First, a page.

1. Pyrrho himself wrote nothing. His teachings were presented to a wider public by his follower Timo of Phlius in the dialogue Pytho. Aristocles of Messene (first century AD) quoted from it in his Peri philosophias; a passage on Pyrrho from that work has been preserved–probably verbatim, according to Beckwith–by Eusebius (Praeparatio evangelica 14.18.3–4).
2. “Things” (πράγματα), as Beckwith points out, refers not only to physical entities but also to “human affairs, matters, business, troubles”, etc.
3. ‘Pyrrho’s Logic’, Elenchos 32:2, 2011, pp. 287–327.
4. Adrian Kuzminski, Pyrrhonism: How the Ancient Greeks Reinvented Buddhism, Studies in comparative philosophy and religion. Lanham: Lexington Books, 2008 (cf. BMCR 2009.05.44).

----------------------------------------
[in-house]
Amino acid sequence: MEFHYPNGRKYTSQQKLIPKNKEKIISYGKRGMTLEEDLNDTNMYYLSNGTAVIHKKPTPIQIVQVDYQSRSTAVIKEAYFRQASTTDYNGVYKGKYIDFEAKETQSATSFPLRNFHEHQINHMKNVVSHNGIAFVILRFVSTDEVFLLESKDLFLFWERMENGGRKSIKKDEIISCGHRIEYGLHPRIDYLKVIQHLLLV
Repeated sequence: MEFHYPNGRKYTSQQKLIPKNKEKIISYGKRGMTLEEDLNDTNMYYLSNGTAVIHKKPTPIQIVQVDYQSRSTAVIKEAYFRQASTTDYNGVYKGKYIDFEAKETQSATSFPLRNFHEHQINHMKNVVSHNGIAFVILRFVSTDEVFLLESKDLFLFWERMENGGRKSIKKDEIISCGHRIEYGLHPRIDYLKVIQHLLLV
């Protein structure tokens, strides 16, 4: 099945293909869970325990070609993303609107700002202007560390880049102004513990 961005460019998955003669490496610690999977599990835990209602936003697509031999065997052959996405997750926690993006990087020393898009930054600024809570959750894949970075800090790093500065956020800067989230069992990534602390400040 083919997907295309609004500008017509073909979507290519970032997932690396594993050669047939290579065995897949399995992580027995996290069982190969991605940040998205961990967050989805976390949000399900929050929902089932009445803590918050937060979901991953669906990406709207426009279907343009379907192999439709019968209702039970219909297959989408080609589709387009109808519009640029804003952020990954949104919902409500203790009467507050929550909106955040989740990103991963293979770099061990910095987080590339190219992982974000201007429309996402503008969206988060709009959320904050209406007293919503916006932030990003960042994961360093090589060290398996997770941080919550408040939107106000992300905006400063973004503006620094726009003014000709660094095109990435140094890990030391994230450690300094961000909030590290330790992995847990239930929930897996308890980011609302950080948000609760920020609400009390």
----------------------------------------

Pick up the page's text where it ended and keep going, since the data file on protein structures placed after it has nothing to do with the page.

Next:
5. Megasthenes was the ambassador of King Seleucus I to King Chandragupta/Σανδράκοττος of the Maurya Kingdom in northern India in the years around 300 BC. His report is fragmentarily known from Strabo, Pliny the Elder and Arrian.
6. The “major” inscriptions are the first-person edicts of Devānāṃpriya Priyadarśi, whose reign Beckwith dates c. 272–261 BC. From these Beckwith distinguishes the “minor” inscriptions, many of which mention a King Devānāṃpriya Aśoka who is not to be identified with Priyadarśi but reigned at a later, not precisely definable date and in some other part of the country. See further Beckwith’s Appendix C (pp. 226–250).
7. Myles F. Burnyeat’s article by this title first appeared in the collective volume Doubt and Dogmatism (Cambridge 1979, pp. 20–53); reprinted in Explorations in Ancient and Modern Philosophy (Vol. I, Cambridge 2012; Cambridge Books Online).